Thursday, January 24, 2013
Monarchist Profile: Yukio Mishima
After graduation his first job was with the Ministry of Finance but he found it frustrating and exhausting and soon quit to focus on his literary career. His work began to gain notice, soon around the world and by the age of 24 he had received his first nomination for the Nobel Prize and was able to travel around the world. His literary work is not our focus here but there are some common themes throughout which illustrate his broader world view. His conception of beauty is one such theme. In “Spring Snow”, for example, he wrote, “Dreams, memories, the sacred--they are all alike in that they are beyond our grasp. Once we are even marginally separated from what we can touch, the object is sanctified; it acquires the beauty of the unattainable, the quality of the miraculous. Everything, really, has this quality of sacredness, but we can desecrate it at a touch. How strange man is! His touch defiles and yet he contains the source of miracles.” He often wrote of perfect beauty as a terrible, destructive force, though not always in the negative way most would assume. As he grew older he also became rather frustrated at the young people around him and their disconnect from the values and culture of their own past. In “After the Banquet” he wrote, “Young people get the foolish idea that what is new for them must be new for everybody else too. No matter how unconventional they get, they’re just repeating what others before them have done.”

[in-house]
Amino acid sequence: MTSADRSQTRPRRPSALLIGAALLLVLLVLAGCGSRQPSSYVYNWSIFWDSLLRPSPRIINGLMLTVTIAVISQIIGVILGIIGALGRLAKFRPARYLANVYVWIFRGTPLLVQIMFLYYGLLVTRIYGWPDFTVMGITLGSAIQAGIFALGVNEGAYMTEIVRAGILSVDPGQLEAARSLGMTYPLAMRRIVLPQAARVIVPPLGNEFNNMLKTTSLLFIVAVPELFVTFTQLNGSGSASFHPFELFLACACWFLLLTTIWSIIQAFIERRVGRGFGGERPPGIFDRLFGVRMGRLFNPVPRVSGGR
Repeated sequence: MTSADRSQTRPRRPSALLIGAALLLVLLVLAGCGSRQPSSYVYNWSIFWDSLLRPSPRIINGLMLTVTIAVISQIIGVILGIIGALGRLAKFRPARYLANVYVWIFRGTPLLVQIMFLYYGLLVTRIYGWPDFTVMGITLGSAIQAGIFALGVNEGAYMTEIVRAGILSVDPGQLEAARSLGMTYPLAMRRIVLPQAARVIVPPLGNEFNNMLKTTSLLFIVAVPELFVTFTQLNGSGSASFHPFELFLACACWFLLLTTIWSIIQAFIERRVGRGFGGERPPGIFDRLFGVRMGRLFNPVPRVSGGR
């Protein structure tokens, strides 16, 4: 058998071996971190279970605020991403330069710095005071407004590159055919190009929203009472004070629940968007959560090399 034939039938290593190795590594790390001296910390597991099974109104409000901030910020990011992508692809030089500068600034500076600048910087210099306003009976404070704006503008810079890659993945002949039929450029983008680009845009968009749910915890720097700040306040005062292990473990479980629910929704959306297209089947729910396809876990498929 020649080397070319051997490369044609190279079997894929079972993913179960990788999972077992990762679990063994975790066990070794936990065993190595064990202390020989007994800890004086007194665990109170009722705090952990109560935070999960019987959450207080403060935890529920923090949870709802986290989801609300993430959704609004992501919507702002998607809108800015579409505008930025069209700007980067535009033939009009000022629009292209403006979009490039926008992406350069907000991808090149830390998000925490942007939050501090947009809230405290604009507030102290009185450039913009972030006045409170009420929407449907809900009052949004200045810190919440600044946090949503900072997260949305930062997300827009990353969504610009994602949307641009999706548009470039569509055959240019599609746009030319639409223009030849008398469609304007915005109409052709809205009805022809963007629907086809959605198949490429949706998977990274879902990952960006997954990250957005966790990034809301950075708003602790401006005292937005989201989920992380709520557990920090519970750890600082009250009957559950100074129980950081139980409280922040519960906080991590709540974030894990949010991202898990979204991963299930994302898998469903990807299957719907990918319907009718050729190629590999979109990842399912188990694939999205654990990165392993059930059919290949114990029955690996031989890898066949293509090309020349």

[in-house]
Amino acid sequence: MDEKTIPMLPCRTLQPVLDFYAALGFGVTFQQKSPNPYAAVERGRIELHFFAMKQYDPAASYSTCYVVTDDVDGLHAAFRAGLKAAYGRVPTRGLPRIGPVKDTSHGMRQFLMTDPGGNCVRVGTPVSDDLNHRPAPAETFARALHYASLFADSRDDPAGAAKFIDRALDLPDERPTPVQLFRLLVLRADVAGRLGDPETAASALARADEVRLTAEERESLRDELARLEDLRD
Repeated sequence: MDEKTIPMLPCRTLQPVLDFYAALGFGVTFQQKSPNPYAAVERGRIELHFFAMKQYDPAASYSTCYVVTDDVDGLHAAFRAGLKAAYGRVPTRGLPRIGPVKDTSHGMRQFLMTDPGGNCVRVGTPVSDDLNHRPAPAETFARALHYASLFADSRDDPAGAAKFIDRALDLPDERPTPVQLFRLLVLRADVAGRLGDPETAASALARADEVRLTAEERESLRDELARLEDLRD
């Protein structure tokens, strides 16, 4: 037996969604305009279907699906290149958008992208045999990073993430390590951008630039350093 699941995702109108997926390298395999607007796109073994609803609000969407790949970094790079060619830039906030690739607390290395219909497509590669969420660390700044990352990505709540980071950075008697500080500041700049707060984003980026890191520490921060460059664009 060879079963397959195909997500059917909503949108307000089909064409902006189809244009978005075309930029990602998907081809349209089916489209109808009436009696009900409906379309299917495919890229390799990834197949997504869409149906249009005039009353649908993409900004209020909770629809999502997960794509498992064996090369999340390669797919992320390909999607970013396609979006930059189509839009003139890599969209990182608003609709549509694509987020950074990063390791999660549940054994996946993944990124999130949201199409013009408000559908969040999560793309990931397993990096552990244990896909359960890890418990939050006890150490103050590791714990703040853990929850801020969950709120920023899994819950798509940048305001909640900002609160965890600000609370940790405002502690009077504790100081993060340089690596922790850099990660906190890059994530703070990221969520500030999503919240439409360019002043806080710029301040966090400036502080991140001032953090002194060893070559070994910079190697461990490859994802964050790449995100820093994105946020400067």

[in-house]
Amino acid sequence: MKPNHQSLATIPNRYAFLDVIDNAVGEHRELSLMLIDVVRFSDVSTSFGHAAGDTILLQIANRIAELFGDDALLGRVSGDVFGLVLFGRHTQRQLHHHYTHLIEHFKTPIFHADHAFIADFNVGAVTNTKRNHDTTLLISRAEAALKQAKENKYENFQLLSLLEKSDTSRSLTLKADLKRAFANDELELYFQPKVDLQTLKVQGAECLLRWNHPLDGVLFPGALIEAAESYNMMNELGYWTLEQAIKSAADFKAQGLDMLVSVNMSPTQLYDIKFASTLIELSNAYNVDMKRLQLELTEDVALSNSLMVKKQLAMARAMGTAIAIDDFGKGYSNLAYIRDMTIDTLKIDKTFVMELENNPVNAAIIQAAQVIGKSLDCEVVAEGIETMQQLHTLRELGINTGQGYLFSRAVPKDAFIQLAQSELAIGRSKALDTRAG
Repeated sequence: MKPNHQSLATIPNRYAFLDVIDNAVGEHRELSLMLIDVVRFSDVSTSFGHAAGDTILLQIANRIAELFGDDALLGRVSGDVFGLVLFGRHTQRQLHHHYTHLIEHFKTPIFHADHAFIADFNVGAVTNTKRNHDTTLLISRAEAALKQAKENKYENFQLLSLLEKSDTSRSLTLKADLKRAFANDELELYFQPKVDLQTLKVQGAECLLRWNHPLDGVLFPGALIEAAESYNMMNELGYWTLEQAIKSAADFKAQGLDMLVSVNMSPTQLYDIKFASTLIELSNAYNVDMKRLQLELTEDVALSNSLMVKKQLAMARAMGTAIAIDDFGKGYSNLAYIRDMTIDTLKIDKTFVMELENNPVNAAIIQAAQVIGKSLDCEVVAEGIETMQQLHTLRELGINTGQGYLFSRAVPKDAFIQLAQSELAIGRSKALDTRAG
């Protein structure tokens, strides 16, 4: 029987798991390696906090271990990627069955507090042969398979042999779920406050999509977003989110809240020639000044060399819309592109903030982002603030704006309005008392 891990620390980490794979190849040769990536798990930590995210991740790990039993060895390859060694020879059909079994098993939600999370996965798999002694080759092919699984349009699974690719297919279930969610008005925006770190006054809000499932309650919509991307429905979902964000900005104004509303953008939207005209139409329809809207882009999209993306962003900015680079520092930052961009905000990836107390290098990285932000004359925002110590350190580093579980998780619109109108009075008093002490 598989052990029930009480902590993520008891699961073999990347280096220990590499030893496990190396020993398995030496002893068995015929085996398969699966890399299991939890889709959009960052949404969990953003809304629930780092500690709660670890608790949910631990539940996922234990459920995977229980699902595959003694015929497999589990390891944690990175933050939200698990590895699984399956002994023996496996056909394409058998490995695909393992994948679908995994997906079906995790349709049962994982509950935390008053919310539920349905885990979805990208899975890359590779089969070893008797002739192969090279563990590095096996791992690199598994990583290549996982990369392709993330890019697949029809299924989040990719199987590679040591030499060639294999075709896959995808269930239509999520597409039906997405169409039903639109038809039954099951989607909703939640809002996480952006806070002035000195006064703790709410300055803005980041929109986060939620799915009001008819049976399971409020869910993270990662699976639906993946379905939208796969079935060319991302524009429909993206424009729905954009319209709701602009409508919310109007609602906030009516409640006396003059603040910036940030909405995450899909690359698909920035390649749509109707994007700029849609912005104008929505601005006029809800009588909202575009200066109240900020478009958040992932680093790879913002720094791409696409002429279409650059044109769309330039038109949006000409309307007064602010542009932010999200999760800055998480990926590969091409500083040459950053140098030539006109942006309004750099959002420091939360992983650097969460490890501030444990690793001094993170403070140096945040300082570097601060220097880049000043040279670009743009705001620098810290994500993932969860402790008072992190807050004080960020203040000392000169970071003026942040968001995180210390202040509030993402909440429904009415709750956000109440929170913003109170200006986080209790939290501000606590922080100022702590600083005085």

Mishima was very alarmed by the growing leftist and communist movement in the universities of his time, which sought to destroy the traditional Japanese spirit (as they do all such national traditions everywhere) and he did not shy away from stating that the war in Manchuria in the 30’s was an example of how actively anti-communist Japan had been. He deplored how outside influences in the culture were overriding traditional values, ideals and even works of art but he was never a simple reactionary but rather favored a fusion of the old and the new in a way that could be seen as very in keeping with what Japan had been through in the past. Mishima wanted a return of, if not the warrior spirit as it had been before the war, at least a proper respect and appreciation for it as he felt like the denial of this by the post-war pacifists was not only harmful but not even genuine. He greatly admired the old samurai image of the warrior that was, at once, brutal and elegant. Heads were also turned when he spoke with admiration of the old custom of ritual suicide of hara-kiri or seppuku and said rather dejectedly that there was no such thing as a heroic death in the world anymore.